In the hyper-competitive world of e-commerce, brands must do more than just keep up; they must leap ahead. The secret to doing exactly that? Investment.
For modern e-commerce retailers, securing external investment in their business has become more than just an advantage, it’s a necessity. Investors can bring valuable experience and support, but most importantly they bring cash, which can be used to overcome obstacles to growth.
However, there’s growing concern about a gender gap when it comes to investment. Studies show that female-founded startups receive less VC funding compared to their male-founded counterparts – and anecdotal evidence backs this up in spades.
In our recent webinar on how to navigate e-commerce funding, we heard the first-hand experience of Emily Bendell, founder of Bluebella – a disruptive lingerie brand designed to empower women (and not to simply pleasure men).
She made some insightful comments about the issues female founders face and shared her own inspiring story of using crowdfunding as a successful way to bypass gender bias and raise the funds needed to launch and scale her business.
Here are the highlights:
On securing early funding…
- “As a consumer business, especially in lingerie with 40 sizes per bra, even if you’re doing well, you need working capital to fund your growth. However, as a female founded business selling products for women, we’ve always struggled to secure institutional investment.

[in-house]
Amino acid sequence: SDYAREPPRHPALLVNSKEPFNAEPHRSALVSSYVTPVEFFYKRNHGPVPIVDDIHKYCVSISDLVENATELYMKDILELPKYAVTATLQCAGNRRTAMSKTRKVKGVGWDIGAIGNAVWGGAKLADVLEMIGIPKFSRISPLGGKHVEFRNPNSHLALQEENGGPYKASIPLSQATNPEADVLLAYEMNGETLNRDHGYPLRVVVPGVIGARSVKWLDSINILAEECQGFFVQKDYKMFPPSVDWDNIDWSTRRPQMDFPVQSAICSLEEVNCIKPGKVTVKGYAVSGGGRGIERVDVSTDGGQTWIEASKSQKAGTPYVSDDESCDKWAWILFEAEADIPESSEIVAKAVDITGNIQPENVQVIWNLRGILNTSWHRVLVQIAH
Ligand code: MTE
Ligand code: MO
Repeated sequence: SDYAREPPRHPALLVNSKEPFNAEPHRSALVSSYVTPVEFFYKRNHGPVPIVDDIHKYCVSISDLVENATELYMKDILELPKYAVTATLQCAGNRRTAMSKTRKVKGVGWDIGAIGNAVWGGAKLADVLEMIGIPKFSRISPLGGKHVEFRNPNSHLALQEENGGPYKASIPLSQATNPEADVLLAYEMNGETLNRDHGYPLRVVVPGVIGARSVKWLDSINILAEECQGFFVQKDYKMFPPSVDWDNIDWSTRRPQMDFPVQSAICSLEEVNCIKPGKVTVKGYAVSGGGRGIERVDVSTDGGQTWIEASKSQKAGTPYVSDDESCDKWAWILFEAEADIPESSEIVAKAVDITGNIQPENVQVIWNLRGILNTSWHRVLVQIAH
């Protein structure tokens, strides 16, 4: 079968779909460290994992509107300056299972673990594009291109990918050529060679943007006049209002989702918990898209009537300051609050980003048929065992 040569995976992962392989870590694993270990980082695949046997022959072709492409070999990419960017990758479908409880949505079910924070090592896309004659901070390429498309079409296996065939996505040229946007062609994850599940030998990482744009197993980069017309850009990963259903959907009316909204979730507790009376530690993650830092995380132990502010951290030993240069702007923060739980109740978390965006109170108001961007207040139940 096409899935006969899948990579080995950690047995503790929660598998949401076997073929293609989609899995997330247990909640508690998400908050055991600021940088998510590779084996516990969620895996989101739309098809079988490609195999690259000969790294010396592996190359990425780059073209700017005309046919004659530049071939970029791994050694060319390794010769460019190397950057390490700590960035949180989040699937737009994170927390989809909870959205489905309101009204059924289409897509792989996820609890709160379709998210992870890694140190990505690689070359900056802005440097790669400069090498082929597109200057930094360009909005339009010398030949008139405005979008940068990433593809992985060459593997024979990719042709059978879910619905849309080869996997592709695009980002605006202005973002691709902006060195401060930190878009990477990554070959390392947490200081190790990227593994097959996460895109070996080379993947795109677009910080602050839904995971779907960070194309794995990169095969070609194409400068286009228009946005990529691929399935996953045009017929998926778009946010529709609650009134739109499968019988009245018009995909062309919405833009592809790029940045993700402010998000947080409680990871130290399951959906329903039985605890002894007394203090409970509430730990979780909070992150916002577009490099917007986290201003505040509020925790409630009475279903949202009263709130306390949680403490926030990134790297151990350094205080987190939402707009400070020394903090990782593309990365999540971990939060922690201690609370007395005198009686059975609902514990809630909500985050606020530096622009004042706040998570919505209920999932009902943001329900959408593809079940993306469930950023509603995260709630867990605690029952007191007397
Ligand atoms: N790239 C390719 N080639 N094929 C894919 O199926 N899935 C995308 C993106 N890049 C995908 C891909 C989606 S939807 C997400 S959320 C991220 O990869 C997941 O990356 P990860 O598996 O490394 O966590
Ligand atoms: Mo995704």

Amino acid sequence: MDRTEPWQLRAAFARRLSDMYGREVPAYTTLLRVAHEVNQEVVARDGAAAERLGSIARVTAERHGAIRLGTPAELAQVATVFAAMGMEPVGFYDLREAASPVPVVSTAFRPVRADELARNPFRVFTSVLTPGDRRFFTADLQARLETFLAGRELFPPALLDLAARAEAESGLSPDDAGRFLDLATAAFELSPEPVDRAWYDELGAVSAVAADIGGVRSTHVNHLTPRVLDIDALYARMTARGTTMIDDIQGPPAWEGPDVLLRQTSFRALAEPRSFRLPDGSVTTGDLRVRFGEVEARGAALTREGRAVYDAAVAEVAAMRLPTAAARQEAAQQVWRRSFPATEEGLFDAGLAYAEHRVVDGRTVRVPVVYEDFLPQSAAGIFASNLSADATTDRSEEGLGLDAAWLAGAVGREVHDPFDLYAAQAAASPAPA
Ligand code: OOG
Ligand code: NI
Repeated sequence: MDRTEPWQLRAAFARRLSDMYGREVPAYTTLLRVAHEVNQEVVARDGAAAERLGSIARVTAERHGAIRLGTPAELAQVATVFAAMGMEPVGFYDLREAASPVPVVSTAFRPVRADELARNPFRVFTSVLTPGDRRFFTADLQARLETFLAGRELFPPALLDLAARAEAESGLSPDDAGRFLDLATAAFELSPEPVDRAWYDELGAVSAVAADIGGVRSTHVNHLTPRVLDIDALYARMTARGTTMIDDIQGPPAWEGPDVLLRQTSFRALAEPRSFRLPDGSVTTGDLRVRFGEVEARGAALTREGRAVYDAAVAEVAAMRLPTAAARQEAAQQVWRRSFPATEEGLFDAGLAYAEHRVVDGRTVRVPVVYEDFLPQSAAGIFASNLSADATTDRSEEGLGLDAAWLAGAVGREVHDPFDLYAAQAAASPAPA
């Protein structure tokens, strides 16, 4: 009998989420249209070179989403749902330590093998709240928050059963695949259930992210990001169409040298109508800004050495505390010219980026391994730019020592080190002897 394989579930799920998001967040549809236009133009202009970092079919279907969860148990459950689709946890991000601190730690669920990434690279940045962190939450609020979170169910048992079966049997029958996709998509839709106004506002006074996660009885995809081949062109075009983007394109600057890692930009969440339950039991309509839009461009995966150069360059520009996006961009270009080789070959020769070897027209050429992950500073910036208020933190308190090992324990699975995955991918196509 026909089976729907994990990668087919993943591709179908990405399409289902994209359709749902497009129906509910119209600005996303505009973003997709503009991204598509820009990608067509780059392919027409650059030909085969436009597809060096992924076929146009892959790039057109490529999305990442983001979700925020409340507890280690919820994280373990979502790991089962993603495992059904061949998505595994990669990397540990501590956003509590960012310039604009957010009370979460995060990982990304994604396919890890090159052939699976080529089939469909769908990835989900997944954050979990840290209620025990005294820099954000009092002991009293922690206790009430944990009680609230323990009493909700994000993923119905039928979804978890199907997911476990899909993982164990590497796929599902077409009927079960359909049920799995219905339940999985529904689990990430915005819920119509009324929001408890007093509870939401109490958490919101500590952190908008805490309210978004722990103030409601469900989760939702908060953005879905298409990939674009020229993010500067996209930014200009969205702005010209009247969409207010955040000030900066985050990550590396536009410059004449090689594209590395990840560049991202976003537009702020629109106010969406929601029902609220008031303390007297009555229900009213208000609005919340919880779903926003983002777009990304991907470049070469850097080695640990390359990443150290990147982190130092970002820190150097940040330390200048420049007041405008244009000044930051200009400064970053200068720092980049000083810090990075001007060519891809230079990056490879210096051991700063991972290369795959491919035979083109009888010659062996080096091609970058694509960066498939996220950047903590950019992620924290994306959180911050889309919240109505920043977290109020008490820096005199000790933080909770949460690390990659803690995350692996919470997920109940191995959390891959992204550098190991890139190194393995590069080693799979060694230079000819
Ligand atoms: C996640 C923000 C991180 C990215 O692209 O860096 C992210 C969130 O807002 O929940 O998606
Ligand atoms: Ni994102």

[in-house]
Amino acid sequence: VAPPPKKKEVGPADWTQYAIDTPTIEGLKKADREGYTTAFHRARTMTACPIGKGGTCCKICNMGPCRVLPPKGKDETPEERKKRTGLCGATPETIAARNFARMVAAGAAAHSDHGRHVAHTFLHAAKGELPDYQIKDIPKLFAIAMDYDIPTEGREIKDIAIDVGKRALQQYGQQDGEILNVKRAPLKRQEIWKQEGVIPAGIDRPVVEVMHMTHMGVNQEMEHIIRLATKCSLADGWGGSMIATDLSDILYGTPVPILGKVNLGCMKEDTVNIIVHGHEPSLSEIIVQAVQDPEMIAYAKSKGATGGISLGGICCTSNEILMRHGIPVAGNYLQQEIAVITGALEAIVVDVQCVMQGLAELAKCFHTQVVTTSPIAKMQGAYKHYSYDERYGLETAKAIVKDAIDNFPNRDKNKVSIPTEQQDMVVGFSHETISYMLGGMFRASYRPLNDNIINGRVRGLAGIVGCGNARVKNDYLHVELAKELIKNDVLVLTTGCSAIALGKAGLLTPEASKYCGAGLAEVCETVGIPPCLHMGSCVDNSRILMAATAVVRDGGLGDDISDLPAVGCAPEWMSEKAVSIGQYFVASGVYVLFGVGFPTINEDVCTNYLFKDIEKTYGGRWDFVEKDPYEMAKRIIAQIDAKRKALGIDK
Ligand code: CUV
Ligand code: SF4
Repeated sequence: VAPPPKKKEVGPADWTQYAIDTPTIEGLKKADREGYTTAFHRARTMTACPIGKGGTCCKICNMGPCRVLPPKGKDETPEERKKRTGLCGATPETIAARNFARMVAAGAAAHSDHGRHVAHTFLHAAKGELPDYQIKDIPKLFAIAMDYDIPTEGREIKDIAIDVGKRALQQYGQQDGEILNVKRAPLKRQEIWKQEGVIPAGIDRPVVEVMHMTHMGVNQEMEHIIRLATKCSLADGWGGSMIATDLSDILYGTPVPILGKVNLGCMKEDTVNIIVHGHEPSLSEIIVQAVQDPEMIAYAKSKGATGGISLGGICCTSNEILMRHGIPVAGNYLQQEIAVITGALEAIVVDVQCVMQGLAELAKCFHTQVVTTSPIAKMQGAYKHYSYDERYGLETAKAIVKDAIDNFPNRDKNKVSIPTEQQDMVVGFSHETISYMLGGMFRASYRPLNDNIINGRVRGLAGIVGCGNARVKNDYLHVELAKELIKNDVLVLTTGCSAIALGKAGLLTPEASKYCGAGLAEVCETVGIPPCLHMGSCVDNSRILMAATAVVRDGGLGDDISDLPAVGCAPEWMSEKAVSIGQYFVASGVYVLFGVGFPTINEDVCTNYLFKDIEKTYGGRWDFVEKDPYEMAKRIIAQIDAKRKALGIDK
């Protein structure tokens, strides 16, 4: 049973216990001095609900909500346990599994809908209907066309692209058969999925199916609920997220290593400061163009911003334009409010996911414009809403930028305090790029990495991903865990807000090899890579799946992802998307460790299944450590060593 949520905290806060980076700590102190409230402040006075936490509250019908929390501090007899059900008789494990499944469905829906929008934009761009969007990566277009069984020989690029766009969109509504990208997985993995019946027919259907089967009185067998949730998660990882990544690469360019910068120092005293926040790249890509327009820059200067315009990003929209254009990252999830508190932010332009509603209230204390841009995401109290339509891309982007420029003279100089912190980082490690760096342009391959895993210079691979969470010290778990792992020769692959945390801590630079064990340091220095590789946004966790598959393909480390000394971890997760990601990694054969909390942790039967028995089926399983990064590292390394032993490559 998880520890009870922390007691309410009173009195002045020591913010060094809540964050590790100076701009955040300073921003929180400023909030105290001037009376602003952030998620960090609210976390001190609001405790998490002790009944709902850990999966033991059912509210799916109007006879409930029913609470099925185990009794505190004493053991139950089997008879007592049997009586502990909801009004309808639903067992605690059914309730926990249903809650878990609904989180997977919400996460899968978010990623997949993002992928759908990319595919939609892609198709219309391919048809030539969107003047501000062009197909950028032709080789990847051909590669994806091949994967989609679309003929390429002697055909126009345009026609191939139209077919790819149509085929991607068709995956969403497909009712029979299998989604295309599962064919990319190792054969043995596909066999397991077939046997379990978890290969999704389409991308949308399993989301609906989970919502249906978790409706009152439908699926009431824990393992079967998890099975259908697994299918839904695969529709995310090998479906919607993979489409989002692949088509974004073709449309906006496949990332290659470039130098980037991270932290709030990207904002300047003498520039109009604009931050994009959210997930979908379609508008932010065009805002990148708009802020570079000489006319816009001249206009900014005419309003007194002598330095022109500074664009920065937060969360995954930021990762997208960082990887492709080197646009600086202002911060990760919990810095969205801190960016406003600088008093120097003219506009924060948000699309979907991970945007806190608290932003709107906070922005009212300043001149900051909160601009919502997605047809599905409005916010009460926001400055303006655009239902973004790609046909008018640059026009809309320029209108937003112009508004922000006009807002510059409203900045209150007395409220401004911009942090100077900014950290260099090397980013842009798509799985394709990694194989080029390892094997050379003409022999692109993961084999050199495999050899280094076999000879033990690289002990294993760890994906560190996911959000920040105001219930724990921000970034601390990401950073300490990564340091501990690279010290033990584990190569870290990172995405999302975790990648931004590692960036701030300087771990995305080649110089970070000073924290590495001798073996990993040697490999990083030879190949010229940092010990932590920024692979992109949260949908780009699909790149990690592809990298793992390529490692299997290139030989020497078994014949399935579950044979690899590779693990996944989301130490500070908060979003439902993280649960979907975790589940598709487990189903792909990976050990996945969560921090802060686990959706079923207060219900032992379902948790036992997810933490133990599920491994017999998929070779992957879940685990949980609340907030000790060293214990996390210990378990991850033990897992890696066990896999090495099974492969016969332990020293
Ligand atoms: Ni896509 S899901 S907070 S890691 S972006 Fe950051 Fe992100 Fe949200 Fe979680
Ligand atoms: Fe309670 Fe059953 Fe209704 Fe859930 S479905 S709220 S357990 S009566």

- “At the time we needed investment, about 95% of the UK angel community was male, predominantly white and middle-aged. They didn’t inherently understand our brand.
- “I was struggling to find support and had a lot of rejection. So, I organised an event for high net worth women. I didn’t know any personally so I cold-invited people. Through this event, I connected with an all-female angel network. We became their first investment.
- “Looking at the data, it’s clear that investors often get more returns from female-led businesses per pound of investment, despite lower valuations and less initial investment.”
- “I was having a meeting with someone in a bar and they said ‘They’ve got my beer here’. I asked what he meant and he said he’d invested in the beer brand they stocked. I was intrigued about the sense of ownership he felt from having put in a small amount of money. It was powerful. That’s when I had the idea to crowdfund for our launch and growth in 2016.
- “Crowdfunding felt like it worked for us as an aesthetically pleasing, consumer-focused brand. I liked the idea of having all these brand ambassadors. It allowed us to raise more than a million, without an institutional investor.
On what needs to change…
- “Whether it’s a predominantly male-run VC or angel investors, people tend to invest in what’s familiar and comfortable to them – shared backgrounds, schools, etc. This cycle needs conscious effort to break.
- “It’s a complex issue. Even if a female founder secures investment from a female-led VC, she’ll likely face twice the challenge in raising her second round from a male-backed VC due to inherent bias.
- “Encouraging women to enter the investment field is essential. Additionally, male VC partners, angel investors, and others need to be aware of and address unconscious bias. It’s a collective effort because we all do it – even women can harbor bias against women who’ve raised money from other women. It’s an issue that affects everyone.”
Download the full webinar now to hear more of what Emily – and the rest of our expert panel – had to say about securing investment for your e-commerce brand.